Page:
• It will have common targets for the whole plastics value chain to support – from design – use – collection – recycling
  • It will focus on ‘circularity’ and transforming the plastics system – keeping the plastics in the economy and out of the environment.
  • For businesses it will align with and help to meet ambitions and targets set by many global brands and retailers – bringing in the South African priorities and issues.
  • It will result in tangible changes that will meet the demands of customers, consumers, NGOs, and other stakeholders, namely;
    • Less problematic and unnecessary plastic
    • Plastic designed to be reusable or recyclable
    • An increase in recycling
    • A stronger recycling and sorting sector bringing jobs and investment
    • Demand for more recycled plastic being used and less virgin material.
    • Alignment of global, national and corporate goals will help deliver much needed change further and faster.

The Process of Developing the SAPP

The approach of developing the SAPP will consist of a two-step process:

Step 1: Develop a forum for setting and agreeing targets, securing business support, funding and monitoring capacity;

Step 2: If agreed, then moving to a formal South African Plastics Pact launch in September/October 2019

The SAPP will be a bold collaborative agreement bringing together all stakeholders involved, including government, businesses (retailers, brands, packaging suppliers), collectors (local and city authorities) and the waste management and recycling sector, behind one vision and one set of ambitious targets.  It will also require mobilisation of citizens to support this initiative e.g. separation at source. In parallel to this, we will also be spearheading a drive to use standardised OPRL between brand owners and retailers, which will also form part of the Pact commitments.

By signing up to this ambitious initiative as a Founding Partner, indicating your commitment to the journey and co-design of a uniquely South African Plastics Pact, your business will be at the forefront of generating a fundamental change in the way we design, produce, use, re-use and dispose of plastics, receiving recognition from media and governments for participating in game-changing collaborative action.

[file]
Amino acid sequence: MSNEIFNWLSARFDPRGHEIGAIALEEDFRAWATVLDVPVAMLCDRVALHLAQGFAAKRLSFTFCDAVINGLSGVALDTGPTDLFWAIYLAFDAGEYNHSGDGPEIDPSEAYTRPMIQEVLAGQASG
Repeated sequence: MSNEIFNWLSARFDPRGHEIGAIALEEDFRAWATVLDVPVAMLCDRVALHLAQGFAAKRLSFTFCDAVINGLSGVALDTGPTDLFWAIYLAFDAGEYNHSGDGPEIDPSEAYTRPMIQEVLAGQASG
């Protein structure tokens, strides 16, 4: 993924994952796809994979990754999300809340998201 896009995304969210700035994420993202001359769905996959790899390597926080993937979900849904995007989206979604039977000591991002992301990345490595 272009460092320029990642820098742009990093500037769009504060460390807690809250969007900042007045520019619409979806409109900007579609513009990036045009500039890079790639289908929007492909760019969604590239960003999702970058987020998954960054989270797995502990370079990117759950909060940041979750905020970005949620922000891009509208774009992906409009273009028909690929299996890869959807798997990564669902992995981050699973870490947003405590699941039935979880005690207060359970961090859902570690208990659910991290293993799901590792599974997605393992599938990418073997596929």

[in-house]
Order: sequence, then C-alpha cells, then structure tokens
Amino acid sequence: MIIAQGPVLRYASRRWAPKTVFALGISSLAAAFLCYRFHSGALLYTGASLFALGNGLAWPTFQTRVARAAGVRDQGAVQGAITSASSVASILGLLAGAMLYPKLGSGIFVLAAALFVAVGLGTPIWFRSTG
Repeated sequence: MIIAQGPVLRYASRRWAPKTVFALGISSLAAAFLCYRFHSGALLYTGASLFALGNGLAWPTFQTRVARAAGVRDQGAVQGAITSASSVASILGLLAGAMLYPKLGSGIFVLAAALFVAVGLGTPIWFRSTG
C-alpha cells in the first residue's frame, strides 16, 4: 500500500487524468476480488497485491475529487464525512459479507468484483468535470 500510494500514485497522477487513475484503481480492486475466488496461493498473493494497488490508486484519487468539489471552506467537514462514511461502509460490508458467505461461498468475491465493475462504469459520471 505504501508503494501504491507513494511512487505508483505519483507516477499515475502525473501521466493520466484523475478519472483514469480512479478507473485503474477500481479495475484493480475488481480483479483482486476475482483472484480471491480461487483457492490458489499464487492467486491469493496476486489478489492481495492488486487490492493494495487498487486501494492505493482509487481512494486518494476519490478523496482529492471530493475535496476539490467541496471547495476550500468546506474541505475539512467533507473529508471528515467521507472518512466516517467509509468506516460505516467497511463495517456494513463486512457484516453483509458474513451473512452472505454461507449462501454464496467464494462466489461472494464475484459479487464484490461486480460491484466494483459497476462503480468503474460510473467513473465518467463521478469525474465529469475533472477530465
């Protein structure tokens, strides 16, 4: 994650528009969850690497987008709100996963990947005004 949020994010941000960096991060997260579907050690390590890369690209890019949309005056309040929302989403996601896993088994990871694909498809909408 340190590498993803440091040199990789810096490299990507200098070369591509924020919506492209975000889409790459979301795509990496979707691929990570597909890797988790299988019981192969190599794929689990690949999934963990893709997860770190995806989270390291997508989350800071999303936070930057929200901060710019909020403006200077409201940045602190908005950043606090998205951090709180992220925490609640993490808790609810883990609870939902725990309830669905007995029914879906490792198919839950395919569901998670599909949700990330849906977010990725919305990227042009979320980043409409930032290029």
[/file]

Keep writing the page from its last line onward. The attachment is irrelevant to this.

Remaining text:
As a prospective signatory of the SAPP you will be committing to:

  • Embed targets and interim milestones in corporate and organisational milestones;
  • Review packaging ranges and portfolios to identify opportunities, to improve recycling content and consumer messaging;
  • Develop clear accountability internally; provide objectives and training to category, procurement and technical teams;
  • Support consumer behaviour change on recycling and reuse, through corporate and brand channels;
  • Review own operations and practices as well as requiring suppliers to become members of their respective PROs;
  • Publicly report actions and progress;
  • Communicate successes to consumers, colleagues and externally.

The Envisaged Targets

The SAPP will set very stretching targets to 2022 and 2025. Businesses, government, cities, citizen groups and participating signatories are being asked to eventually sign up, formally prescribing to the collective targets covering five key areas:

  • Eliminating unnecessary and problematic single-use plastic packaging
  • Making sure all plastic packaging is reusable, recyclable or compostable
  • Significantly increasing the collection and recycling of plastic packaging
  • Increasing recycled content in plastic packaging to drive demand for recycled material